Making Scientific Research and Data Open Access: Intellectual Property Rights Guidelines

The following section aims to provide researchers with guidelines on how to handle copyright. The main goal is to make researchers aware of the responsibilities that follow out of copyright. These requirements mainly arise when using other people’s material during the creation of a scientific work. Before uploading scientific material to the OpenScienceLink portal, the researcher must take into account his responsibilities under relevant national copyright law.

With regard to the re-use of material that has been originally published on the OpenScienceLink portal, we refer to the guidelines concerning our licensing practices. Content uploaded to the OpenScienceLink platform is licensed to platform users under the Creative Commons 4.0 – BY-NC-SA license. The two main consequences of this license for the researcher are:

  1. When uploading material via the OpenScienceLink portal, the author agrees that his material will be shared to others under the CC.04 BY-NC-SA License.
  2. Material originally published via the OpenScienceLink portal can be re-used under the conditions of the CC.04 BY-NC-SA License.

The use of scientific articles via external databases accessible via the portal is not captured by this license. For instance, GoPubMed enables the access to articles from the Lancet and Open Access journals. In order to re-use these works, the licensing conditions of those journals, and of the authors that have written the articles therein, must be taken into account.

The following section does not only provide information to the researcher as to which material he can use. It also informs him concerning his rights. Nevertheless, whilst still retaining his exclusive rights, when uploading material via the OpenScienceLink portal, the author agrees to publish his work under the aforementioned creative commons license. Therefore allowing others to use his material under the conditions of that license.

What is Copyright?

Copyright aims to protect the rights of authors by ensuring that they receive recognition, payment and protection for their works. A copyrighted work could include a production in the scientific domain, regardless the mode or form of its expression. However, to enjoy copyright protection, works must meet the criteria for copyright protection: the work has to be “an original expression”, i.e. it must be the result of the free and creative choices of the author. In principle, scientific publications, including data papers, will enjoy copyright protection.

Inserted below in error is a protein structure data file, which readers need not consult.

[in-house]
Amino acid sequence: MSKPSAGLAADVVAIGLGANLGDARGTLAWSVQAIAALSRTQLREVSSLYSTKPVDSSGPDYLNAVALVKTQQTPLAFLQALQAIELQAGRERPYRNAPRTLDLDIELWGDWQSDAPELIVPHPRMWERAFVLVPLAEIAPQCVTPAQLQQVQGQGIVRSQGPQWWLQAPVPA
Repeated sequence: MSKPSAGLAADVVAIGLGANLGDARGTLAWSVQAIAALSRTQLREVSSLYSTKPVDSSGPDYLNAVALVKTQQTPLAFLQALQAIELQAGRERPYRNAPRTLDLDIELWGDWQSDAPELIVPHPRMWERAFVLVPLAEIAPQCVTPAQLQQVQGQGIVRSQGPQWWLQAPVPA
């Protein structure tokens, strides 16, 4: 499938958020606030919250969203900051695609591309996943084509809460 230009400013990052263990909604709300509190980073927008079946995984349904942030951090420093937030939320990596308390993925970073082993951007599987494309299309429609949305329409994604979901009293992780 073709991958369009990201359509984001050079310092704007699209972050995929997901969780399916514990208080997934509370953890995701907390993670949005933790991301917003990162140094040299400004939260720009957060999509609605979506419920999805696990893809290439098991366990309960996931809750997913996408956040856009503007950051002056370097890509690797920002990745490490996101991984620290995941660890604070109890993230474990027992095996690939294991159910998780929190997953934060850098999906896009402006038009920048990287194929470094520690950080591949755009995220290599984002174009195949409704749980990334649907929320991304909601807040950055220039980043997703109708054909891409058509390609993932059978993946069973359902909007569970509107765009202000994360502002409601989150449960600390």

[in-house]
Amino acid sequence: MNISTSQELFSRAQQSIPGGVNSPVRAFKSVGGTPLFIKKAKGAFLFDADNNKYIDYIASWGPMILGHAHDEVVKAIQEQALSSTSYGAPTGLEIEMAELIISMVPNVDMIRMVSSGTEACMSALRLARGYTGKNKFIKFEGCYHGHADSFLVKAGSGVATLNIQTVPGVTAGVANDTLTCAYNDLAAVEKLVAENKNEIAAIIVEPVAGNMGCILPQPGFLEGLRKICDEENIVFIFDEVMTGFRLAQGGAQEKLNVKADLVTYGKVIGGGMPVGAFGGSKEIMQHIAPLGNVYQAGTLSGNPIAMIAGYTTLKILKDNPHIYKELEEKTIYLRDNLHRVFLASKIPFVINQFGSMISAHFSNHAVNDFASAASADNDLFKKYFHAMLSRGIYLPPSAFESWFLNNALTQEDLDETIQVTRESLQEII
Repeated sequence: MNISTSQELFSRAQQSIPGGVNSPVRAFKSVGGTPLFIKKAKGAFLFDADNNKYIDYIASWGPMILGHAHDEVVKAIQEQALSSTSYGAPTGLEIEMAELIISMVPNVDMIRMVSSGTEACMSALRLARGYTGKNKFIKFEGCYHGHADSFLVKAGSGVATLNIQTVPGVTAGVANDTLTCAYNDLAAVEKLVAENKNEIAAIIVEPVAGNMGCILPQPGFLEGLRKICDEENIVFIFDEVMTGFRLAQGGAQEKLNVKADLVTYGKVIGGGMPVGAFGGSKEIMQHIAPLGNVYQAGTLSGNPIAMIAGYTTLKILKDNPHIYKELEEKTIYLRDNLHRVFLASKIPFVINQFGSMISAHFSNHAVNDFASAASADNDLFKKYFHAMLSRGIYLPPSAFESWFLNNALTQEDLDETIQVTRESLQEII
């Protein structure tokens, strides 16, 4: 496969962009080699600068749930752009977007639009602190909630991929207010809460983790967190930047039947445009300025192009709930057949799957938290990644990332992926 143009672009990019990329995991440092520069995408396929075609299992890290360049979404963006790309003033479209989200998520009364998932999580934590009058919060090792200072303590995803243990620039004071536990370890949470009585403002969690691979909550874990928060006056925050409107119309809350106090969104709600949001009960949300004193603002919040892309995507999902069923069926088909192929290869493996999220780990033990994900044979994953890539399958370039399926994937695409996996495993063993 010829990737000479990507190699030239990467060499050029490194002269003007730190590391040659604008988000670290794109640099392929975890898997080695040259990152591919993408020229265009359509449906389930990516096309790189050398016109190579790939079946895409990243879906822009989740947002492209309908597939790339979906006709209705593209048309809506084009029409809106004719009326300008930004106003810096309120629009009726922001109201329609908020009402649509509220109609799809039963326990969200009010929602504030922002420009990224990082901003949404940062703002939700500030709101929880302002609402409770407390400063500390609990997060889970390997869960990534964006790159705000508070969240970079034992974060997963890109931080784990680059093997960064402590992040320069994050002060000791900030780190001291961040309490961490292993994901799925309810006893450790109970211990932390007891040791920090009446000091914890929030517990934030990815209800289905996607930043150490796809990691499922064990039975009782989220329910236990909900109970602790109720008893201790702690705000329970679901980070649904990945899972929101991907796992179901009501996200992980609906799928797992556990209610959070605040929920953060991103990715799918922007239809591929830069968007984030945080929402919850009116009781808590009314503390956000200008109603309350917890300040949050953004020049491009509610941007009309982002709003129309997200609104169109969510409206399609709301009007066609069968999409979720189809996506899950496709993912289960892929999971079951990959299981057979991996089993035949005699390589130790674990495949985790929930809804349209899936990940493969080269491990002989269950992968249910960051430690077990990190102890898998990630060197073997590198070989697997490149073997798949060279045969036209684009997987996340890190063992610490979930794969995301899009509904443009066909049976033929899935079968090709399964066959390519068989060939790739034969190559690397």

What rights are granted to the holder of copyright?

Copyright grants the right holder several exclusive rights with regard to the actions that can be performed with the copyrighted work. As a researcher building upon other people’s work, the exclusive rights of the original author must be respected.

  • The reproduction right: the exclusive right to authorize or prohibit direct or indirect, temporary or permanent reproduction by any means and in any form, in whole or in part. This right also includes the right to adapt.
  • The communication to the public right: the exclusive right to authorise or prohibit any communication to the public of  the copyrighted work, by wire or wireless means, including the making available to the public of this work in such a way that members of the public may access them from a place and at a time individually chosen by them.

Due to the exclusive nature of copyright, the reproduction and public communication of protected works requires the permission of the right holder.

Do Bare Facts – Research Data enjoy copyright protection?

Bare facts do not enjoy copyright protection: they belong to the domain of knowledge, which is a public good.[1] Consequently, biomedical research data per se do not enjoy copyright protection as well.

Research data may still be copyright-protected if they have been expressed in a tangible form with a sufficient level of originality. The latter however does not protect the data as such, but rather the work in which the data has been incorporated.[2]

Do Metadata enjoy copyright protection?

When metadata refer to descriptions of biomedical data using standardised keywords and terms, they are unlikely to be protected by copyright due to a lack of creative freedom in the choice, sequence and combination of the terms. However copyright in metadata cannot be ruled out.